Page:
Satellites to profile weather, improve forecasts through GPS
provided by National Science Foundation
revolutionary globe-spanning satellite network will furnish round-the-clock weather data, and monitor climate change by intercepting signals from the Global Positioning System (GPS). Using atmosphere-induced changes in the GPS radio signals, scientists will infer the state of the atmosphere above some 3,000 locations every 24 hours and over vast stretches of ocean inadequately profiled by current satellites and other tools. The $100 million mission will begin operation in 2005.
A US-Taiwan partnership is developing the satellite network, called COSMIC, based on a system design provided by the University Corporation for Atmospheric Research (UCAR) in Boulder, CO. Taiwan's National Science Council and National Space Program Office (NSPO) and the US National Science Foundation (NSF) are providing management and support for COSMIC. Additional support is provided by NASA, NOAA, and the Department of Defense.
The increased coverage will improve weather forecasts by providing data where there previously was none or not enough, says Ying-Hwa Kuo, project director for the Constellation Observing System for Meteorology, Ionosphere and Climate (COSMIC), also called ROCSAT-3 in Taiwan. With six satellite receivers, COSMIC will collect a global, 3-D data set expected to improve analyses of both weather and climate change. By tracking temperature in the upper atmosphere up to 30 miles high, COSMIC could help clarify if these regions are cooling due to heat-trapping greenhouse gases closer to the earth's surface. COSMIC will also measure high-altitude electron density, potentially enhancing forecasts of ionospheric activity and space weather. By taking measurements below 12 miles high, COSMIC will provide critical information on atmospheric water vapor, crucial for accurately predicting weather systems with precipitation.
The potential value of COSMIC observations for climate research and weather is enormous, says Jay Fein, director of NSF's climate dynamics program. The system is relatively inexpensive, works in all weather conditions and does not require calibration. That means a measurement taken in 2005 can be compared with one taken by a different satellite in 2025, with no concerns about biases caused by instrument drift.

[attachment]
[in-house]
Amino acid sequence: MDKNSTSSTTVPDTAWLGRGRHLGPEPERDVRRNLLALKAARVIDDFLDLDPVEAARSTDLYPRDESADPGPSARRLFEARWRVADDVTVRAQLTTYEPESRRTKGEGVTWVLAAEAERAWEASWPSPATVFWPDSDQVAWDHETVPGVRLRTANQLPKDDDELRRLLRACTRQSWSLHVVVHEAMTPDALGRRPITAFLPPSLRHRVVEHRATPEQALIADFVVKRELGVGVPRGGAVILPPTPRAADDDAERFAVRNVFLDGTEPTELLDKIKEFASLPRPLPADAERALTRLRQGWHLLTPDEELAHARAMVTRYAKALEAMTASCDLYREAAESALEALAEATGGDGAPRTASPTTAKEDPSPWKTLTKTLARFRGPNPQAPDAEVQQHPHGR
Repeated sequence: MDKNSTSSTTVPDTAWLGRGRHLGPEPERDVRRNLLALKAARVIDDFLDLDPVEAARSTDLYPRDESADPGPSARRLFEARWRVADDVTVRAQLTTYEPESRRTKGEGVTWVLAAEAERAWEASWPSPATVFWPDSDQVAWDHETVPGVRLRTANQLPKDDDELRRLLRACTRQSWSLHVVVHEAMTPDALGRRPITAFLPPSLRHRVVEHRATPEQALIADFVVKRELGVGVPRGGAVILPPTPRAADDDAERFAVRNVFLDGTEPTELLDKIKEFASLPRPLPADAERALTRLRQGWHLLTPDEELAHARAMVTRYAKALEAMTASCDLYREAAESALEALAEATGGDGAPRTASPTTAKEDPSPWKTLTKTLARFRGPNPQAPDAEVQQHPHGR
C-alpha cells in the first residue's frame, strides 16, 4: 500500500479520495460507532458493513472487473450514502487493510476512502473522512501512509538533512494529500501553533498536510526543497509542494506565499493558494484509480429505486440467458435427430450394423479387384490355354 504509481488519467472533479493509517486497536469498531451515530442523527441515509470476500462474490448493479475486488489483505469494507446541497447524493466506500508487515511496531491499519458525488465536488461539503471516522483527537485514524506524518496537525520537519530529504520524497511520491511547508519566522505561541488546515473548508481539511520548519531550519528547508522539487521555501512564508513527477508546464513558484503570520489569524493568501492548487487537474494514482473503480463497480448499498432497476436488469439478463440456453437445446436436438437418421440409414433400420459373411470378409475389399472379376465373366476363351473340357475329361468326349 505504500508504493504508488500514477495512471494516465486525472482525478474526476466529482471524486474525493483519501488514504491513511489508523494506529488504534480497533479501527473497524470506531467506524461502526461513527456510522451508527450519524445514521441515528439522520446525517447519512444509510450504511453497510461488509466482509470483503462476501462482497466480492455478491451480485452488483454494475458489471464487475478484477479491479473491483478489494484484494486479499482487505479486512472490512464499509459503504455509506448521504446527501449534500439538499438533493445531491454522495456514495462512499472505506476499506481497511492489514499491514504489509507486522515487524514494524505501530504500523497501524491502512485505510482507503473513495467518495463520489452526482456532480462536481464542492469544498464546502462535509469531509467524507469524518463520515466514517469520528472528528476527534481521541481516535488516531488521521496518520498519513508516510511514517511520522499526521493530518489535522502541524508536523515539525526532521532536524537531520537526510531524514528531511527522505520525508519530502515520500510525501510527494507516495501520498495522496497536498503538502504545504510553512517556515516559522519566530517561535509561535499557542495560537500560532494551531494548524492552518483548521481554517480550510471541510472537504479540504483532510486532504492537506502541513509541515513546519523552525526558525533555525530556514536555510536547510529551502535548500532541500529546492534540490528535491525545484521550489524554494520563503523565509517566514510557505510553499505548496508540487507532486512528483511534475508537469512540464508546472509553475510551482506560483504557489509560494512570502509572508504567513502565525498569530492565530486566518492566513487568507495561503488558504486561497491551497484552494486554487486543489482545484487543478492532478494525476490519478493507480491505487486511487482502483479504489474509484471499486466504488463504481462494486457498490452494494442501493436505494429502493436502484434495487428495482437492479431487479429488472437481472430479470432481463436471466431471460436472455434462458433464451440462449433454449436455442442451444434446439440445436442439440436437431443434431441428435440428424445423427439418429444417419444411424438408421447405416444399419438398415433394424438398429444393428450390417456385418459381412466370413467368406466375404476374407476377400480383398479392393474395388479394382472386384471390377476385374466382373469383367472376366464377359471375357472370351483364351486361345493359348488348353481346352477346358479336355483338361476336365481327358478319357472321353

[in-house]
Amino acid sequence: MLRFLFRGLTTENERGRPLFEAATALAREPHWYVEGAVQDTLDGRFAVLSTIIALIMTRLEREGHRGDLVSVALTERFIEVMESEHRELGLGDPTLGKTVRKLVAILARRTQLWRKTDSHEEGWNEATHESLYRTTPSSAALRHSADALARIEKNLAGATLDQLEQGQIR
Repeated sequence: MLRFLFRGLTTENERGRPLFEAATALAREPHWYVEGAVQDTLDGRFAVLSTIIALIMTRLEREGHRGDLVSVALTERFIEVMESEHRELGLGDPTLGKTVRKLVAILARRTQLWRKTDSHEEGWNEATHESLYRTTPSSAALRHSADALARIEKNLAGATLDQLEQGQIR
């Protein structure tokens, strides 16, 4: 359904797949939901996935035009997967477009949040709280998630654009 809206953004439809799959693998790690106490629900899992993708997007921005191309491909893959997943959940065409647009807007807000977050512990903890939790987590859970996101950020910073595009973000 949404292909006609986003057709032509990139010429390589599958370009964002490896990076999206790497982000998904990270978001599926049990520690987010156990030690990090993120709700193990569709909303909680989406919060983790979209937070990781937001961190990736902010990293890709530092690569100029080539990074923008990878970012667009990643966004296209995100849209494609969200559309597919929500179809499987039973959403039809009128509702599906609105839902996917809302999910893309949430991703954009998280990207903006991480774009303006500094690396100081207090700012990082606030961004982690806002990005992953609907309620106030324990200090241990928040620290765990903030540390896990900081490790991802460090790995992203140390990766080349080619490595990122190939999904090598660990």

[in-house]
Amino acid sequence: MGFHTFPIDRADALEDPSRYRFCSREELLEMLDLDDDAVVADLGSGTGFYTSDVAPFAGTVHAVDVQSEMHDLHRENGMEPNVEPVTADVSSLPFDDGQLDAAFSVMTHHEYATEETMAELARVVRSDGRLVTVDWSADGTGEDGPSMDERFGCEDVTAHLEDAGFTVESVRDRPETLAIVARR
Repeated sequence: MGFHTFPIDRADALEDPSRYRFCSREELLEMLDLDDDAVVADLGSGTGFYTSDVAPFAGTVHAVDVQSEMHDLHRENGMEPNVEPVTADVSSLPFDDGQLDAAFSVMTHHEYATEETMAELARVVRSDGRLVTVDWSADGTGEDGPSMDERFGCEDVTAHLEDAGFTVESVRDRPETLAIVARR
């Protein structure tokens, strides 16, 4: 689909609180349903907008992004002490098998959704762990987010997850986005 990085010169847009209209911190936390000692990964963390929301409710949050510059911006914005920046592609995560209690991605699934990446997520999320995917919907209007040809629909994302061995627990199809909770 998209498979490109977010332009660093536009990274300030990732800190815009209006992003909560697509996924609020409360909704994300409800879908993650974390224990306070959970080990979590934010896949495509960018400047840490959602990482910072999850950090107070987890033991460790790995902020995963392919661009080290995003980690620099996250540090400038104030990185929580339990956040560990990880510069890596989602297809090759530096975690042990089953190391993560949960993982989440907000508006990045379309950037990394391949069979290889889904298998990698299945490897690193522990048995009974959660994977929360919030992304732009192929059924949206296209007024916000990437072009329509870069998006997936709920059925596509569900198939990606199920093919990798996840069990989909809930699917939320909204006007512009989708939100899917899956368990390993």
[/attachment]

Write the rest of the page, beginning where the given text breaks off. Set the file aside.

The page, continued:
COSMIC's satellites will probe the atmosphere using a technique known as radio occultation, which was developed in the 1960s to study other planets but more recently applied to Earth's atmosphere. Each satellite will intercept a GPS signal after it passes through (is occulted by) the atmosphere close to the horizon. Such a path brings the signal through a deep cross section of the atmosphere. Variations in electron density, air density, temperature and moisture bend the signal and change its speed. By measuring these shifts in the signal, scientists can determine the atmospheric conditions that produced them. The result: profiles along thousands of angled, pencil-like segments of atmosphere, each about 200 miles long and a few hundred feet wide.
Rather than replacing other observing systems, COSMIC will blend with them, filling in major gaps and enhancing computer forecast models. Many satellite-based products are like topographic maps that trace the contours of atmospheric elements. COSMIC is more akin to a set of probes that drill vertically through the depth of atmosphere. Thus, says Kuo, COSMIC will complement the existing and planned US meteorological satellites.
Radiosondes (weather sensors launched by balloon) have obtained vertical profiles since the 1930s. However, they are launched only twice a day in most spots, and few are deployed over the ocean. In contrast, the COSMIC data will be collected continuously across the globe. The GPS radio signals can be picked up by the low-orbiting COSMIC receivers even through clouds, which are an obstacle for satellite-borne instruments that sense infrared rays of the spectrum.